As a homeowner and employed individual, Stephanie has admitted that she sometimes struggles with guilt and shame to be on the receiving end of a program that seems too good to be true. But for Stephanie, the benefits have been great. For years, she was having to ask herself “What don’t I do? What can’t I have?” And while the guaranteed income hasn’t changed this entirely she says that she is now stable in only one full-time job, is able to slowly start paying off her debt, and is now able to make time for family.
Stephanie is a single mother in Tacoma, recently a grandmother, and a survivor of an unsafe relationship. Stephanie’s oldest daughter and first grandchild live apart from Stephanie but are still in need of consistent support- whether that’s financial or in babysitting hours, the new family can use all the help they can get. Stephanie’s middle child, now 21 and a college student, had to move back in with Stephanie because of the COVID-19 pandemic. So, Stephanie now lives with her 12, 14, and 21-year-old children.
Stephanie was a gracious recipient of the Child Tax Credit and was one of the millions to be disappointed in its harsh cut-off date. Stephanie says she feels grateful that the GRIT payments began right after the Child Tax Credit program ended and adds that she was beginning to look for a second job in order to make ends meet and start chipping away at her debt, but that the GRIT program has allowed her to stay at only one full-time job.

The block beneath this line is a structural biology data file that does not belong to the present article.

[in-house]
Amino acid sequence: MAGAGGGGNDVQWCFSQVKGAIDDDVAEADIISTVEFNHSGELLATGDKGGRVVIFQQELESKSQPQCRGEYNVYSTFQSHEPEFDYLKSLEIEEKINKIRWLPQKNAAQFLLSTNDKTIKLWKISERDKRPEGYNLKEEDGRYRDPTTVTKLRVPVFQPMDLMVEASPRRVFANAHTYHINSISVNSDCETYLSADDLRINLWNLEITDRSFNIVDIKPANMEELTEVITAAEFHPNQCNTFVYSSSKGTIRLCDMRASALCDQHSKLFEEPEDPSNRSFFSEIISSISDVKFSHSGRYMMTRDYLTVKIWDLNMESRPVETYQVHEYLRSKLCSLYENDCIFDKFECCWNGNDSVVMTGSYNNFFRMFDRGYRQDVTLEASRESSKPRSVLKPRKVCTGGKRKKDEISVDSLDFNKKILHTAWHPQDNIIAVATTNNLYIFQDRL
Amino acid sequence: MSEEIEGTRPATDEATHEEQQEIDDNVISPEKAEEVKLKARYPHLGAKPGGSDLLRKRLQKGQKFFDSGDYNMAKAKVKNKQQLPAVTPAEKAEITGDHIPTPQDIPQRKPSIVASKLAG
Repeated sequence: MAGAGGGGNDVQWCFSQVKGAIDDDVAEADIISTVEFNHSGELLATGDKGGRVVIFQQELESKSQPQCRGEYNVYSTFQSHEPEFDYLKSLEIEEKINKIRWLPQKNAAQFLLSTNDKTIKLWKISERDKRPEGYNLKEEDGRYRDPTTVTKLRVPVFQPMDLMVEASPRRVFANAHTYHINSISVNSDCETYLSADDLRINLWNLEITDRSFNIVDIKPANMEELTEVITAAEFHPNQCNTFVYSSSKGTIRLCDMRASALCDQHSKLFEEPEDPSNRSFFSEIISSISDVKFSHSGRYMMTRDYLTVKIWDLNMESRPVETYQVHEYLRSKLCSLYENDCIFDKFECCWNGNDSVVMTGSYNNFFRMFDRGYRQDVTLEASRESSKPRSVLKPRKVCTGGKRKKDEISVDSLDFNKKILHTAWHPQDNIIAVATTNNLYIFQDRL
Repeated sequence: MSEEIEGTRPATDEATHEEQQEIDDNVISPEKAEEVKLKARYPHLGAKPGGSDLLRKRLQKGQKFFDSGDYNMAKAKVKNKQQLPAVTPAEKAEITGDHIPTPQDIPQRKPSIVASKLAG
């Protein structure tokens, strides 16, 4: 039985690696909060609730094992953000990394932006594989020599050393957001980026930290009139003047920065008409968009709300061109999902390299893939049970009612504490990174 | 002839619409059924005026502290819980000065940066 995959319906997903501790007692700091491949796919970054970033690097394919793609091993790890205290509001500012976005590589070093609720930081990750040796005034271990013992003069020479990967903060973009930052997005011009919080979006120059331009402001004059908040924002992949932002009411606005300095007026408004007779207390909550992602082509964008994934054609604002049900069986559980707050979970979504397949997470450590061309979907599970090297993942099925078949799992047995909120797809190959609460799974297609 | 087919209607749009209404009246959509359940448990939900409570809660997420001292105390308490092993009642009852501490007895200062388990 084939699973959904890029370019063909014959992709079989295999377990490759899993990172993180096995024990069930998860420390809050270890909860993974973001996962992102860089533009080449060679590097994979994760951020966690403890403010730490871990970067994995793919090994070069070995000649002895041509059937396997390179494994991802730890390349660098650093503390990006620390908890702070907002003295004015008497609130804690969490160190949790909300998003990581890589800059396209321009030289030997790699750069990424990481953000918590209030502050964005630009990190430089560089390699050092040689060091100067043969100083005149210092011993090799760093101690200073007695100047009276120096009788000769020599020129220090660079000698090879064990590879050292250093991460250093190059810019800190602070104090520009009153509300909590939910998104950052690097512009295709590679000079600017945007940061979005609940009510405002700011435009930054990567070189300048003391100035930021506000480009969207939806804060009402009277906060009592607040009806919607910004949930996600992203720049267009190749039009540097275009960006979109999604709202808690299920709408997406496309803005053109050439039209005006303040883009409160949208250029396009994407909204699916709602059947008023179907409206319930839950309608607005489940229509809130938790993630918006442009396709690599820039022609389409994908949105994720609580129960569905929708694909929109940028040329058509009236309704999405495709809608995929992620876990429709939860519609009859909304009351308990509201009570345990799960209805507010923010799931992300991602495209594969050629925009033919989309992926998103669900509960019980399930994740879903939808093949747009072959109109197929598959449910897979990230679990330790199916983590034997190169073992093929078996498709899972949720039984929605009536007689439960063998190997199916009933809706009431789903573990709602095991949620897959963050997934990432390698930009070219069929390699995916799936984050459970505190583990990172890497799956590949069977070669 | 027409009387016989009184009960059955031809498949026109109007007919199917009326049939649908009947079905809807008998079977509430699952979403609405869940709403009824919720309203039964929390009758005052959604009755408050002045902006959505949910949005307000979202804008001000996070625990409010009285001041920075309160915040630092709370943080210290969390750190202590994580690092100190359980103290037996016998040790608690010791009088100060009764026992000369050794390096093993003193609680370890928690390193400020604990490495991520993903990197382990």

Quotes from Stephanie:
"It was a huge leap to get past the guilt and shame of 'who am I to accept this?'" Bartella said. "There is that assumption that you always have to be doing something to be deserving of receiving, and it's just strange because we are always doing something. We are." - KNKX story
"I just work one full time job and that's great," Bartella said. "It allows me time to go to my parents' house on the weekend and help out with them. My daughter just had her first kid and so I'm a grandma and I get time to be with him." - KNKX story
"There's that fear that if this isn't real, and I had to pay it back, I don't have it!" - KNKX story
"I was still putting my utility payment on my credit card," Bartella said. "I was still like making all these decisions of what don't I do? What can't I have?" - KNKX story